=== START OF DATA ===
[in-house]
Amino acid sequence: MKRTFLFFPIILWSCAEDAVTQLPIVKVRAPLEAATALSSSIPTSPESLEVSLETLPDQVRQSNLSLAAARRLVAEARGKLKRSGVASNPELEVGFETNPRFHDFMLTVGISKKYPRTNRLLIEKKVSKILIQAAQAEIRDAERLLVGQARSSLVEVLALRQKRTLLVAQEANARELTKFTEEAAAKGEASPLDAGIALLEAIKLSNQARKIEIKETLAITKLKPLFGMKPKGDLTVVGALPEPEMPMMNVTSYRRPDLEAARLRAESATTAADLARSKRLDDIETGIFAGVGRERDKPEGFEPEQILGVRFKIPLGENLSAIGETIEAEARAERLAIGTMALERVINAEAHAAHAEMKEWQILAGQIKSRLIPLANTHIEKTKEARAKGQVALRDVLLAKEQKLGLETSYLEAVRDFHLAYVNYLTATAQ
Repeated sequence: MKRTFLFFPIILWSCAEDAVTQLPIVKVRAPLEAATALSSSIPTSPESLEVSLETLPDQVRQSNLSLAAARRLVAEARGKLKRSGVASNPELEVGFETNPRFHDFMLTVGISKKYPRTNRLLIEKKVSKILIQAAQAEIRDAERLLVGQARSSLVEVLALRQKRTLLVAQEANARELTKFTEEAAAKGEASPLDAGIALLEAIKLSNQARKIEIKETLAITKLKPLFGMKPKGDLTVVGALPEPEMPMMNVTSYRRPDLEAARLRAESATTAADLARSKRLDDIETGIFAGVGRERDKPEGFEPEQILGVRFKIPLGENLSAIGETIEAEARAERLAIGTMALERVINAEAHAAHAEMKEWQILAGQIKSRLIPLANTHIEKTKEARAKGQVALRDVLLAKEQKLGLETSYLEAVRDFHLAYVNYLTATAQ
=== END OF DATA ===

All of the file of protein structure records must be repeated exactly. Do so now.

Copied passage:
[in-house]
Amino acid sequence: MKRTFLFFPIILWSCAEDAVTQLPIVKVRAPLEAATALSSSIPTSPESLEVSLETLPDQVRQSNLSLAAARRLVAEARGKLKRSGVASNPELEVGFETNPRFHDFMLTVGISKKYPRTNRLLIEKKVSKILIQAAQAEIRDAERLLVGQARSSLVEVLALRQKRTLLVAQEANARELTKFTEEAAAKGEASPLDAGIALLEAIKLSNQARKIEIKETLAITKLKPLFGMKPKGDLTVVGALPEPEMPMMNVTSYRRPDLEAARLRAESATTAADLARSKRLDDIETGIFAGVGRERDKPEGFEPEQILGVRFKIPLGENLSAIGETIEAEARAERLAIGTMALERVINAEAHAAHAEMKEWQILAGQIKSRLIPLANTHIEKTKEARAKGQVALRDVLLAKEQKLGLETSYLEAVRDFHLAYVNYLTATAQ
Repeated sequence: MKRTFLFFPIILWSCAEDAVTQLPIVKVRAPLEAATALSSSIPTSPESLEVSLETLPDQVRQSNLSLAAARRLVAEARGKLKRSGVASNPELEVGFETNPRFHDFMLTVGISKKYPRTNRLLIEKKVSKILIQAAQAEIRDAERLLVGQARSSLVEVLALRQKRTLLVAQEANARELTKFTEEAAAKGEASPLDAGIALLEAIKLSNQARKIEIKETLAITKLKPLFGMKPKGDLTVVGALPEPEMPMMNVTSYRRPDLEAARLRAESATTAADLARSKRLDDIETGIFAGVGRERDKPEGFEPEQILGVRFKIPLGENLSAIGETIEAEARAERLAIGTMALERVINAEAHAAHAEMKEWQILAGQIKSRLIPLANTHIEKTKEARAKGQVALRDVLLAKEQKLGLETSYLEAVRDFHLAYVNYLTATAQ